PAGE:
You know, it was such a terrible thing to happen to my country. I’d always grown up with a memory of the Nazis coming in and killing part of my family and all that, and then we were so looking forward to a peaceful, democratic world after the War was going to be over and we weren’t going to have any…
I remember activists who came from Prague right after the revolution, right after the demonstration in Prague, with video documentation. It was both at school and I know that through any underground Christian groups, they would be very present there. So all of us would watch the footage from the demonstration and at that point I really felt like there’s no way that this could turn backwards.
They called it Action E, the Gestapo – E as in exulants [exile]– you know? They rounded up most of the families who had anybody fighting abroad, to hold us as political prisoners to prevent us from giving aid to Czechoslovak parachutists sent from Great Britain to attack and sabotage the German occupation. Somebody had to hide them and they wanted to prevent that. So they arrested us all and put us in the camp.
I don’t think our family really assimilated very well, as a whole, because all our friends were Czech and a lot of times if I wanted to do something I wasn’t permitted to do it because it wasn’t something that we did. So that kept me separated from everybody else a little bit.
There were a lot of Czechs, a lot of Slovaks, a lot of Romanians. The camp wasn’t too bad. We were one of the luckier ones – we had a small cottage. They even had hot showers there. A lot of other people weren’t as lucky. They slept in a tent and had to use public showers which they had there. The food was horrible, I mean horrible.
We remember the Nazi occupation for sure. Even as kids, we know how the situation is, we understand it. Even if we were young kids, it didn’t bother us much, but we knew it was a really serious thing, especially after the Heydrich assassination and so on. ‘Keep your mouth shut and be careful.’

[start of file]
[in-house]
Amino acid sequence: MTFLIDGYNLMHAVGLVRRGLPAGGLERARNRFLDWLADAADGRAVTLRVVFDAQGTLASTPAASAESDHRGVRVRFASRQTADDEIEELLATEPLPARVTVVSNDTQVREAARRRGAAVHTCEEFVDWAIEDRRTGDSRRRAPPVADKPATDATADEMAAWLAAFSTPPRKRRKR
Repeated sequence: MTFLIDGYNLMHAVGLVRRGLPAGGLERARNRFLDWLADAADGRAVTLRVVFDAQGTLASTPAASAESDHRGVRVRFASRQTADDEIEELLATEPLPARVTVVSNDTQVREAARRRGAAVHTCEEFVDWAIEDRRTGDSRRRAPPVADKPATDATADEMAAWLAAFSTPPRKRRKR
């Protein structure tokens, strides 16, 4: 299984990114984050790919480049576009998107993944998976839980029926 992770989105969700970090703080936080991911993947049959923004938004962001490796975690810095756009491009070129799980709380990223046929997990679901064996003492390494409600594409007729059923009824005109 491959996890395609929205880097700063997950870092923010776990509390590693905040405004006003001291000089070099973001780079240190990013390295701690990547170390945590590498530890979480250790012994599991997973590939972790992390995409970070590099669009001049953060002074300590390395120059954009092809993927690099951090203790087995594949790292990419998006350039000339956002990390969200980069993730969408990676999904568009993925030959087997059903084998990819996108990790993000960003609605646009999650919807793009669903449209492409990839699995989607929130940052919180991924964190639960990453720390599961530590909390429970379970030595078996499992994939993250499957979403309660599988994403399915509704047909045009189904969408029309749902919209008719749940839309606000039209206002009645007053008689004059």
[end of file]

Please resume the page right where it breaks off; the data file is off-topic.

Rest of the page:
When my father died, we moved back to my grandmother and grandfather’s and my uncle was over there, and they had a farm. But in Czech Republic, it’s not like here. There’s a village, and the fields are someplace else. Over here you have a house and everything is around it, but over there, you have the village and everything was outside.
I remember when we were about 12, we were with my friends and classmates and suddenly the sound was wailing, preparing for bombardment, and we had to rush out to shelter, and one of us shouted ‘Vladimír, rush!’ and this 12 year old creature said ‘By now, everything in life has bypassed me. I have missed everything. Why should I run?’
So I come to the gate and the soldier is closing the gate and I start crying – I’m 14, I look like I’m 11, and I said ‘My mother will kill me if I don’t see my father!’ He says ‘Well stay right here.’ Actually, it was the commandant of the labor camp that came out and he said ‘Okay, here is a piece of paper, and you will go to the place where your father is and show them this paper.’